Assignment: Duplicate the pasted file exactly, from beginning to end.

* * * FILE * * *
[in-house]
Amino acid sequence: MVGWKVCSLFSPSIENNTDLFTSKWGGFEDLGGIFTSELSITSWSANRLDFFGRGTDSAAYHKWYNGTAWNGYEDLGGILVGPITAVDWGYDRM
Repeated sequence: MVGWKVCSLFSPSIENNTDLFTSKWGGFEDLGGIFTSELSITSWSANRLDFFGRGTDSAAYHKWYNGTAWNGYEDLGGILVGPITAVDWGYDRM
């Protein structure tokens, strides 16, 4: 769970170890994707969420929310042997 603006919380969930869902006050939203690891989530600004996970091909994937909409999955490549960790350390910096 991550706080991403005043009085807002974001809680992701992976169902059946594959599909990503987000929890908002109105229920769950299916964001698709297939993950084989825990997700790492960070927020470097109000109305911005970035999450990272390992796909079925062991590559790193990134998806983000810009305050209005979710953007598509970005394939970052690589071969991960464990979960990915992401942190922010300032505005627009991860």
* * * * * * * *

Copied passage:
[in-house]
Amino acid sequence: MVGWKVCSLFSPSIENNTDLFTSKWGGFEDLGGIFTSELSITSWSANRLDFFGRGTDSAAYHKWYNGTAWNGYEDLGGILVGPITAVDWGYDRM
Repeated sequence: MVGWKVCSLFSPSIENNTDLFTSKWGGFEDLGGIFTSELSITSWSANRLDFFGRGTDSAAYHKWYNGTAWNGYEDLGGILVGPITAVDWGYDRM
């Protein structure tokens, strides 16, 4: 769970170890994707969420929310042997 603006919380969930869902006050939203690891989530600004996970091909994937909409999955490549960790350390910096 991550706080991403005043009085807002974001809680992701992976169902059946594959599909990503987000929890908002109105229920769950299916964001698709297939993950084989825990997700790492960070927020470097109000109305911005970035999450990272390992796909079925062991590559790193990134998806983000810009305050209005979710953007598509970005394939970052690589071969991960464990979960990915992401942190922010300032505005627009991860």